With last year’s Hurricane Harvey proving to be as big a problem for pet owners as Katrina, Irma leaving Florida in ruins, and Florence now headed for the Atlantic coast, it’s well past time we talk about preparedness, both before AND after disaster strikes.
by Dr. Gary Richter, M.S., D.V.M.
Hurricanes Harvey and Irma of 2017 were a disaster on every level – including how to take care of pets. When people are forced to evacuate their homes, they are forced with the decision about bringing their pets with them.
The following is a list of tips for taking care of pets during a natural disaster:
• The best advice is to bring pets with you if it is at all possible. Most pets are not able to fend for themselves under extreme conditions.
• Make sure pets have collars with ID including all current information that could be used to reunite you with them should they be separated.
• Bring food and water for your pets along with current medications.
• Put smaller pets in carriers. Carriers should be fully labeled with current contact information that could be used to reunite you should you be separated. Larger pets need to be on a leash at all times.
• If you have it, bring your pet’s vaccine records and microchip number with you. This will help with identification if you get separated and will help with medical care if it becomes necessary. Make sure your contact information with the microchip company is current so you can be notified if you are separated from your pet.
• Do not allow pets to play in or drink standing water – it is a potential source of disease transmission.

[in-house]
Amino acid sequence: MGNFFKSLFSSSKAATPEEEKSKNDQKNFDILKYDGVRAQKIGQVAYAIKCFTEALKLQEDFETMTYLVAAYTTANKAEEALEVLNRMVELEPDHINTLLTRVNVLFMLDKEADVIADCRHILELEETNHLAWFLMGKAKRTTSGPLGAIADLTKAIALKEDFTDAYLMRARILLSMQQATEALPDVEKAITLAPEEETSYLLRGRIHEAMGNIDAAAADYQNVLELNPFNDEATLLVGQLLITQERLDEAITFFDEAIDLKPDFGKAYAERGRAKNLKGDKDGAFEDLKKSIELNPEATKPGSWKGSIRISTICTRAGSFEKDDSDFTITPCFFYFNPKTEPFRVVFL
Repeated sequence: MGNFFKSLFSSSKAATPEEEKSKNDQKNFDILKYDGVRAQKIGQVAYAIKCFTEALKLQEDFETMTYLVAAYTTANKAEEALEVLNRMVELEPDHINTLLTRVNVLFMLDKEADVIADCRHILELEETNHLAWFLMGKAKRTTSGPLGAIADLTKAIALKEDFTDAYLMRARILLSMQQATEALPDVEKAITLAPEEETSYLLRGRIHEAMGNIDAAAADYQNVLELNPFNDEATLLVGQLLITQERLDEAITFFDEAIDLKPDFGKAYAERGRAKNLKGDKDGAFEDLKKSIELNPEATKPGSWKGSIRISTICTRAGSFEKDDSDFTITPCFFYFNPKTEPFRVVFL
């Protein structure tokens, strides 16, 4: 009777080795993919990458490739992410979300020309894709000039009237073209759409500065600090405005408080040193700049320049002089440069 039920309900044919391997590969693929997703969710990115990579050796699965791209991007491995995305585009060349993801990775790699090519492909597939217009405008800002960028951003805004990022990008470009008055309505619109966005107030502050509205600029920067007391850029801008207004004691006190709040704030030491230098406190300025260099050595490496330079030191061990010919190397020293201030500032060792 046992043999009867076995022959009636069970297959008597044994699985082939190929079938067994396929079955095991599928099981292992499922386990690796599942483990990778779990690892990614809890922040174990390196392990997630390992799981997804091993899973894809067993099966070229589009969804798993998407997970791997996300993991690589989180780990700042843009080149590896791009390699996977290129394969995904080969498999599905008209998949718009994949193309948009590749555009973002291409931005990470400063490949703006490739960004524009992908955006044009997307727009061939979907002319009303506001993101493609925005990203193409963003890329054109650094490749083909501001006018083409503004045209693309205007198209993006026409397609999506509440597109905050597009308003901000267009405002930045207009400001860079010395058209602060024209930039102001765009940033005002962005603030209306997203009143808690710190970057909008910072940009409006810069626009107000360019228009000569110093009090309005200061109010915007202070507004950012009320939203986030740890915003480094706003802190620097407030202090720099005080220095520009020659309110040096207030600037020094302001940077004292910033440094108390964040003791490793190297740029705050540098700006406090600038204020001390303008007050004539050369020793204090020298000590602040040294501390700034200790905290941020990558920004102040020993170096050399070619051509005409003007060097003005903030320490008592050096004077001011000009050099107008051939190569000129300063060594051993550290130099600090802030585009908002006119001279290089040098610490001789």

• Pets will not be allowed into all evacuation shelters although animal shelters are sometimes set up nearby human shelters. Find the nearest open animal shelter relative to where you will be.
• If you are separated from your pets, contact the local animal shelter (when possible) and provide them with your pet’s description and identification (such as microchip number). Have a photo ready to share.
• Any kind of natural disaster or evacuation is a stressful time for animals as well as humans. Anxious and fearful animals can sometimes be unpredictable and may bite or scratch. Try to limit the number or people or other animals that approach your pet.
• Once things have calmed down and you are able to return home, leave your pets somewhere safe until you know it will be safe for them to return as well.
Refer to the CDC’s “Pet Disaster Checklist” below when preparing for an emergency:
During a natural disaster, we all must work together and help one another. Please do everything you can to help your pets through this difficult time. Above all, stay safe.
Dr. Gary Richter, M.S., D.V.M. is a graduate of the University of Florida with a B.S. in animal science, an M.S. in veterinary medical science, and a doctorate of veterinary medicine with honors. Since 2002, he has been the owner and medical director of Montclair Veterinary Hospital in Oakland, California, and he launched Holistic Veterinary Care in 2009.
Dr. Richter and his two animal hospitals have received more than 30 local and national awards, including Best Veterinary Hospital, Best Veterinarian, Best Canine Therapy Facility and Best Alternative Medicine Provider. Montclair Veterinary Hospital was named one of the top ten veterinary hospitals in 2013 while Dr. Richter was named one of the top ten veterinarians in the United States for 2012, and America’s Favorite Veterinarian in 2015.